Wednesday, August 26, 2009


It’s often noted that the 1990s were a dark period for comics. My purpose here is not so much to either support or refute that claim, but to argue that it misses the point: The 1990s were completely insane in comics. As evidence, I offer Captain America #408 from Oct. 1992.

I found this issue just last week as I was rifling through my own longboxes in lieu of doing any substantive work. I don’t know exactly where or when I picked it up, and I don’t have any issues around it, so all I know about the story thus far is what’s told on the splash page:

After another page or so of exposition, Cap lies down to be injected with Nightshade’s bathtub-brewed anti-lycanthrope potion. Then, just as he receives his shot, this happens:

For the briefest of moments, I thought I was reading a Michael Kupperman comic, but as an editor’s note soon explains, this was just the tie-in to the company-spanning Infinity War. Here’s a quick run-through of how the fight shakes out:

Cap with a beard! Mondo spookioso, indeed! But the madness doesn’t end there. First, there’s this bizarre exchange, beginning with a seminude Mr. Mayor and ending with a mutton-chopped man on a motorbike:

Then, just a few pages later, the creative team offers yet another “unearthly manifestation”:

Giving souls that they were back in the salad days of ’92, Gruenwald and co. actually offer three stories in this one issue. The second revolves around Cap’s girl from the wrong side of the tracks, Diamondback, and her brother, Cutthroat:

This story gets downright creepy when Cutthroat walks in on Crossbones conversing with Mother Night:

“Momsy”? Take a seat on Freud’s couch, Crossbones. Fortunately, to cleanse the palate, the book ends with a brief and ridiculous Falcon story:

All that really happens here is Falcon chases around Zack Moonhunter, who’s been assigned to test-drive a new Avengers Skycycle. After flying dangerously close to the Manhattan skyline, our man arrives at Avengers HQ, where Cap appears in a fresh costume, and Black Widow shows off her ‘90s hairdo:

Now, let me be clear: I’m not saying this issue of Captain America was anything special; I’m pretty damn sure this is right about the level of inanity that was being pumped out on a weekly basis back in ’92.

And it’s that ability to maintain that I call special.


Although I may have been the only one drawing when I tackled my first 24-hour comic, there were witnesses to the event. One of them, my good friend John Staubitz, even had the foresight to document the occasion with his camera. He recently uncovered this embarrassing piece of evidence, and I present it here for everyone’s amusement.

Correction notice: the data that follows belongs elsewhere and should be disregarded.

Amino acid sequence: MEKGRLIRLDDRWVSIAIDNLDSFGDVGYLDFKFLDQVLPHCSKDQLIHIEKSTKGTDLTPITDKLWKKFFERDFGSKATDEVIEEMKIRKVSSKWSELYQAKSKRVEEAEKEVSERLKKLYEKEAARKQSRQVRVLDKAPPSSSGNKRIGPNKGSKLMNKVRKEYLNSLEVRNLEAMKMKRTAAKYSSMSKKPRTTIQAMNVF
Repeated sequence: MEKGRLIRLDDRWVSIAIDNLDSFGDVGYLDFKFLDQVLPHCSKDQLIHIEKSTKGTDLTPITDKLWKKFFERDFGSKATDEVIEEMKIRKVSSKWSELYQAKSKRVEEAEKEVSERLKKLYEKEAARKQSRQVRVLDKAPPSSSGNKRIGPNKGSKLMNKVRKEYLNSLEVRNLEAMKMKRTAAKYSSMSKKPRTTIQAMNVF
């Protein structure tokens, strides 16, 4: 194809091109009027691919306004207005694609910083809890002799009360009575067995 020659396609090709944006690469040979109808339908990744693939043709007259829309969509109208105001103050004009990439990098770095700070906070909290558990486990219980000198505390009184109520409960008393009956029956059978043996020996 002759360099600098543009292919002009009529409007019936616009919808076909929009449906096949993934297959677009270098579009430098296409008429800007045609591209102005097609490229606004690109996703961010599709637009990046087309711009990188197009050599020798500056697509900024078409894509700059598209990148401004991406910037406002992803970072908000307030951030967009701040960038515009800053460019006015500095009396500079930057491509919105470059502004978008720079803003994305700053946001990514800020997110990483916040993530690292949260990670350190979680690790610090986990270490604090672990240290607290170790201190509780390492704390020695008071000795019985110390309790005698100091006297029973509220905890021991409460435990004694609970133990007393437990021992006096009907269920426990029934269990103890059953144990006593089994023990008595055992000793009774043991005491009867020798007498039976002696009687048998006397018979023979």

Until next week. Yo-ho!

All images from Captain America #408 copyright Marvel Comics.
Photo by John Staubitz.
Essay (the word is used loosely) copyright Jon D. Witmer/The Danger Digest.

Wednesday, August 19, 2009

ANYTHING IS EVERYTHING ELSE #5: Meanwhile, on the Interweb…

When Jon D. W. sits down to draw--always with pencil, often with pen, and only with blood, sweat and tears in a metaphorical sense--he dives deep into the ocean of ideas and influences swirling throughout his brain. The result: these one-page idea pieces known as Anything is Everything Else!

Check out The Reptile Show here.

Check out Leland’s Attic here.

The complete Anything is Everything Else on The Danger Digest:
#1, #2, #3, #4, #6

All contents this post copyright Jon D. Witmer/The Danger Digest

Wednesday, August 12, 2009

24-HOUR COMICS: Where We’re Headed

Around the time I posted my previous 24-hour comic, “Stories of Boys and Girls,” I developed a serious jones to make another. Unlike my previous effort, though, I was determined this time to drag some friends along with me through the misadventure--after all, misery really does love company. My vision was to get three other people, because I figured the four of us would fit nicely around the kitchen table in my girlfriend’s and my apartment. To my amazement, the three friends I had in mind all agreed without the slightest coercion, and even more incredibly, we were able to quickly settle on a date that worked for all of us. And so, on Saturday, August 1, 2009, we gathered around the table, surrounded by a heady supply of caffeine and booze, and at 10 a.m. we started the clock. What follows are my own 24 pages (plus a cover):